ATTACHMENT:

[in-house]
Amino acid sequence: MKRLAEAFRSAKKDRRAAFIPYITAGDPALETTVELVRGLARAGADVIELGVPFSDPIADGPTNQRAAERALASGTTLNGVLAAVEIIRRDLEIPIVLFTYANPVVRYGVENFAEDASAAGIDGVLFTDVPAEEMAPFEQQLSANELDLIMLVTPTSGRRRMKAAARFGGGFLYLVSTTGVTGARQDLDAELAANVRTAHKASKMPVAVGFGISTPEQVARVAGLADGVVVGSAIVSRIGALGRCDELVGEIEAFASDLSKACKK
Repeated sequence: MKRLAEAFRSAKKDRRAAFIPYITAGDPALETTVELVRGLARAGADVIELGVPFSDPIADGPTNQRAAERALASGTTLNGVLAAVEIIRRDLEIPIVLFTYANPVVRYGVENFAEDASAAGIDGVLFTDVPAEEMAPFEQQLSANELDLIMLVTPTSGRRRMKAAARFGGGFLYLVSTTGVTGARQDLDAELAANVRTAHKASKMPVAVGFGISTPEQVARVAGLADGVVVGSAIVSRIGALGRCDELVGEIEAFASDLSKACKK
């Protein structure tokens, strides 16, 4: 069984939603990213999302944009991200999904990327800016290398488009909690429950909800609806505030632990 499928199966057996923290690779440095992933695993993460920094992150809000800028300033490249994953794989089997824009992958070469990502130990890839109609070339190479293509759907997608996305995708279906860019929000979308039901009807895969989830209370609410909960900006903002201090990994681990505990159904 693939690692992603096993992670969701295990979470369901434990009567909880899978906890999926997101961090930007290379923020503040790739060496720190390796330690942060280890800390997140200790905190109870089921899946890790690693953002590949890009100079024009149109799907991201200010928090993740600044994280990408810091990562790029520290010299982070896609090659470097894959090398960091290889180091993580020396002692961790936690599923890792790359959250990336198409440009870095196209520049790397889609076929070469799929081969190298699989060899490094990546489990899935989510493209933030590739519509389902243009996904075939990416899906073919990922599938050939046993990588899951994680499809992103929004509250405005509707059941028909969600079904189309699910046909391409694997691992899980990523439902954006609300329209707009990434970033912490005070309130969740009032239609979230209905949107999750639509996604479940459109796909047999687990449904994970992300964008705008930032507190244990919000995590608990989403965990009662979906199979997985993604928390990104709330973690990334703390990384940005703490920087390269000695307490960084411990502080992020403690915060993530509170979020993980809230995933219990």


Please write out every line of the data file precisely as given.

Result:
[in-house]
Amino acid sequence: MKRLAEAFRSAKKDRRAAFIPYITAGDPALETTVELVRGLARAGADVIELGVPFSDPIADGPTNQRAAERALASGTTLNGVLAAVEIIRRDLEIPIVLFTYANPVVRYGVENFAEDASAAGIDGVLFTDVPAEEMAPFEQQLSANELDLIMLVTPTSGRRRMKAAARFGGGFLYLVSTTGVTGARQDLDAELAANVRTAHKASKMPVAVGFGISTPEQVARVAGLADGVVVGSAIVSRIGALGRCDELVGEIEAFASDLSKACKK
Repeated sequence: MKRLAEAFRSAKKDRRAAFIPYITAGDPALETTVELVRGLARAGADVIELGVPFSDPIADGPTNQRAAERALASGTTLNGVLAAVEIIRRDLEIPIVLFTYANPVVRYGVENFAEDASAAGIDGVLFTDVPAEEMAPFEQQLSANELDLIMLVTPTSGRRRMKAAARFGGGFLYLVSTTGVTGARQDLDAELAANVRTAHKASKMPVAVGFGISTPEQVARVAGLADGVVVGSAIVSRIGALGRCDELVGEIEAFASDLSKACKK
């Protein structure tokens, strides 16, 4: 069984939603990213999302944009991200999904990327800016290398488009909690429950909800609806505030632990 499928199966057996923290690779440095992933695993993460920094992150809000800028300033490249994953794989089997824009992958070469990502130990890839109609070339190479293509759907997608996305995708279906860019929000979308039901009807895969989830209370609410909960900006903002201090990994681990505990159904 693939690692992603096993992670969701295990979470369901434990009567909880899978906890999926997101961090930007290379923020503040790739060496720190390796330690942060280890800390997140200790905190109870089921899946890790690693953002590949890009100079024009149109799907991201200010928090993740600044994280990408810091990562790029520290010299982070896609090659470097894959090398960091290889180091993580020396002692961790936690599923890792790359959250990336198409440009870095196209520049790397889609076929070469799929081969190298699989060899490094990546489990899935989510493209933030590739519509389902243009996904075939990416899906073919990922599938050939046993990588899951994680499809992103929004509250405005509707059941028909969600079904189309699910046909391409694997691992899980990523439902954006609300329209707009990434970033912490005070309130969740009032239609979230209905949107999750639509996604479940459109796909047999687990449904994970992300964008705008930032507190244990919000995590608990989403965990009662979906199979997985993604928390990104709330973690990334703390990384940005703490920087390269000695307490960084411990502080992020403690915060993530509170979020993980809230995933219990």